Walter took another hard bite and crumbs flowed south. “They said one of them made it back to the line, said he—” he swallowed. “Said—“
“You realize I don’t give a rat’s ass about some wiring party?” Randal said, breathing smoke. “My boy, Little Randal, my own flesh and blood alive ten years now, he’s back at home turning my Packard into his playground, you realize that? He’s probably broke the goddamn thing, by now.” He put his face in his hands then rubbed his eyes with his thumb and forefinger.
“Di’nt know you had an automobile, B-R,” Walter said. Sometimes the boys in Comp’ny K called him B-R for short. There were boys across the whole battalion who had known him as B-R since before the war, on account of having signed up together from the same place. Back home, Big Randal was the only B-R in all of Burke County, and that was final.
“Course you di’nt. I don’t tell you nothing,” he said.
“I ain’t never been in a Packard,” Walter said.
B-R buried his head his hands again. “I ain’t surprised,” he mumbled. He looked up, pleaded to the warming sky. “Oh my good Lord, what am I doing here?”
He turned at Walter and wagged a finger in his face. “Hear me now, I’m gonna whip that boy if there’s so much as a smudge on the steering wheel. So much as one.”
“Well how’d you know he even done all that?” Walter asked.
B-R jerked a hand into his coat and ripped out a crumpled envelope and wagged it Walter’s face.
“Yesterday’s mail call, you ignorant…” he trailed off. “My wife wrote me. Says the little bastard done took to the thing, even takes to sleeping in it nights.”
His wife had written him about the household happenings over the past few weeks as if recounting the minutes of some aldermen meeting. There was his daddy, who was sick again or some such, and his daughter Martha who was six and coming up all right, and his brother-in-law who had moved to Augusta to pastor some old church and took up with the sixteen-year-old daughter of one of his deacons and prompted a scandal. Oh, and there was Little Randal, who wasn’t but ten, and had really taken to what she had called “the family Packard.” She’d caught the boy playing war with his little lead army men in the back seat and sleeping in it some nights, curled up in the front seat in a ball with a quilt over him, even after she’d hustled him off to bed. She said sometimes the boy would pretend to drive it like a free getaway car, and when B-R had read that he stopped and read nothing else, as if to continue, to finish the letter, was to accept his son was laying his hands on his daddy’s car as if it were his own, and he’d be goddamned if he’d accept any such thing.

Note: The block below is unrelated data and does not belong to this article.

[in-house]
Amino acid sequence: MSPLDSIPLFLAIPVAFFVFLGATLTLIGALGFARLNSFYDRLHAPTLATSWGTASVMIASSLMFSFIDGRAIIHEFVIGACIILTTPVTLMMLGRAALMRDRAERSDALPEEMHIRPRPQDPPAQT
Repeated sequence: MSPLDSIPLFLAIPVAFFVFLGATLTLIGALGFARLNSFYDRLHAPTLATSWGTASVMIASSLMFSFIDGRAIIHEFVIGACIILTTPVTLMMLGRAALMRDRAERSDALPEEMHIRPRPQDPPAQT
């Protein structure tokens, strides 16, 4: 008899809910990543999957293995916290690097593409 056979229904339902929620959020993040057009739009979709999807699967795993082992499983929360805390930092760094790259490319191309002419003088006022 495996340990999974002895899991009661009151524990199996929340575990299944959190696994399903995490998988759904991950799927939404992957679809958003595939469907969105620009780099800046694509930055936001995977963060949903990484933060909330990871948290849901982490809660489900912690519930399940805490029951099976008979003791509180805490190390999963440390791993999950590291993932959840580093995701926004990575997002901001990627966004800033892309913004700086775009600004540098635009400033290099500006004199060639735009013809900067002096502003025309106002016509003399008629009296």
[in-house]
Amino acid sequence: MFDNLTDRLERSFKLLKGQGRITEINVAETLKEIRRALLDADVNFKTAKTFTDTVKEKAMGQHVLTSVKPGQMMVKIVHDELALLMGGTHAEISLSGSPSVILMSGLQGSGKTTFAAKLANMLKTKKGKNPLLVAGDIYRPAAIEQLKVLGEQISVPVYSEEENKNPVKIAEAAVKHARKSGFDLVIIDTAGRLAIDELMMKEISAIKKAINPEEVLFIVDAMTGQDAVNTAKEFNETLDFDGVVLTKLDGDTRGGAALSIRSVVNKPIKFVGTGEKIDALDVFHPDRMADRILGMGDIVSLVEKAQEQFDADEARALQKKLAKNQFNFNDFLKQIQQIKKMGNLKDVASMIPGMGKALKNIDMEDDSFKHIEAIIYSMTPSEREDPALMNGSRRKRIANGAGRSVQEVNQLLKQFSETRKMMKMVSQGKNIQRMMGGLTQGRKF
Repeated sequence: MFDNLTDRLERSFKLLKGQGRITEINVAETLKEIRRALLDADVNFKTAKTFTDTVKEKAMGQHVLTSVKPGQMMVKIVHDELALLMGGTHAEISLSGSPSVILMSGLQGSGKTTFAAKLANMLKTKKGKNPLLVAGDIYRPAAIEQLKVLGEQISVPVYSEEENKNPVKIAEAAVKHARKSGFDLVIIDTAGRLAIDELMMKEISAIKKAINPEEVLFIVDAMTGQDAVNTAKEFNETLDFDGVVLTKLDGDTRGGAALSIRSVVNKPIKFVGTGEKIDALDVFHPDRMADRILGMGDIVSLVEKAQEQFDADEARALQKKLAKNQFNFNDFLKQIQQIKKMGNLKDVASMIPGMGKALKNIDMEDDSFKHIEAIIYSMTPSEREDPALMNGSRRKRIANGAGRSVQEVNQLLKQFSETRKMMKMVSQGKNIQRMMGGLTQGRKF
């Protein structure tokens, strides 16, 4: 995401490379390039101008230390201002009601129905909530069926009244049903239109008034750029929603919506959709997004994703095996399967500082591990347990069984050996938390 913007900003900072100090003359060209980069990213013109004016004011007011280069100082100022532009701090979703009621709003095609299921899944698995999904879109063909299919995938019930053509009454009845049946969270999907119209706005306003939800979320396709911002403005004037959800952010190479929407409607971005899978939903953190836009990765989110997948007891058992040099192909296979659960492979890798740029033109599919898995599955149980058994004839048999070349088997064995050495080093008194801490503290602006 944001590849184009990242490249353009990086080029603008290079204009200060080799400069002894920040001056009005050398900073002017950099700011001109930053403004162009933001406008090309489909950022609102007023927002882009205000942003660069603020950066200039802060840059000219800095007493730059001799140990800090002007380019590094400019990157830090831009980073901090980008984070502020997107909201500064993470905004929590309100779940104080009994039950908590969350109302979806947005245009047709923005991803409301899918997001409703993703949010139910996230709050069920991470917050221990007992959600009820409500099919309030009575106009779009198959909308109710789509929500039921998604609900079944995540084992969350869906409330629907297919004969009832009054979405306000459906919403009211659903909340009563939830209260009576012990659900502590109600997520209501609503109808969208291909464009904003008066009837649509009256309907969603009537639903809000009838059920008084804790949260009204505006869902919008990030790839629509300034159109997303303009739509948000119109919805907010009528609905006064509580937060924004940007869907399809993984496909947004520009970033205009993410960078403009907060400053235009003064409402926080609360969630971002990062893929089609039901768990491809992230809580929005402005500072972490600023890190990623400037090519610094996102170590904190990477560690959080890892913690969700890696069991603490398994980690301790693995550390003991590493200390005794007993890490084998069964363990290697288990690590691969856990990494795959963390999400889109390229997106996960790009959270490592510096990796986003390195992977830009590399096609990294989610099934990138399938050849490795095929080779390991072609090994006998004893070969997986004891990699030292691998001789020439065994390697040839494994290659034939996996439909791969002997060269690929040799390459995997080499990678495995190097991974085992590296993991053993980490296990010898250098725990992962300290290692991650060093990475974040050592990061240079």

“Why’re you so worried about your boy in your car?” Walter asked.
“It’s my car,” B-R said, incensed. “I’m over here payin’ for it. I get to decide who sits in it or not, or who drives it. I told my wife when I signed up, ‘No one drives it. No one touches it. Not even you,’ and look how she minds me.”
B-R stood up. He snatched his rifle from the trench wall and uncoupled the bayonet from the lug. He controlled his anger long enough to guide the tip of the knife into the slit of the sheath before slamming it home with a hard metal tock. He tossed the rifle back against the firing step.
Walter looked down. He fiddled with the hardtack in his hand. He looked up wide-eyed.
“I keep thinking about that fella. You know, from the wiring party? The one that made it back to the line?” Walter said.
B-R stopped pacing and flagged Walter a hard look. “I told you I don’t care about any of that,” he said. “I don’t want to hear it.”
Walter bucked up. “Right. Sorry, buddy.” He shifted in his seat and smiled some. “It sounds like your boy just misses his old man,” he said.
“He needs to be helping out around the house, not messing with my Packard,” B-R said, thumbing his own chest. He fished in his pocket and drew out another Cavender and lit it with the cherry of his first one then tried to flick the butt out of the trench toward the Huns, but it bounced off the top and spun back to the duckboards.
Walter took another bite of hardtack. He talked with his mouth full. “I don’t ‘member my daddy,” he said. “Died when I wasn’t but two, so I’m told.” He shrugged like it was of no importance. “But that Comp’ny I boy, they said both his ears were blow’d—“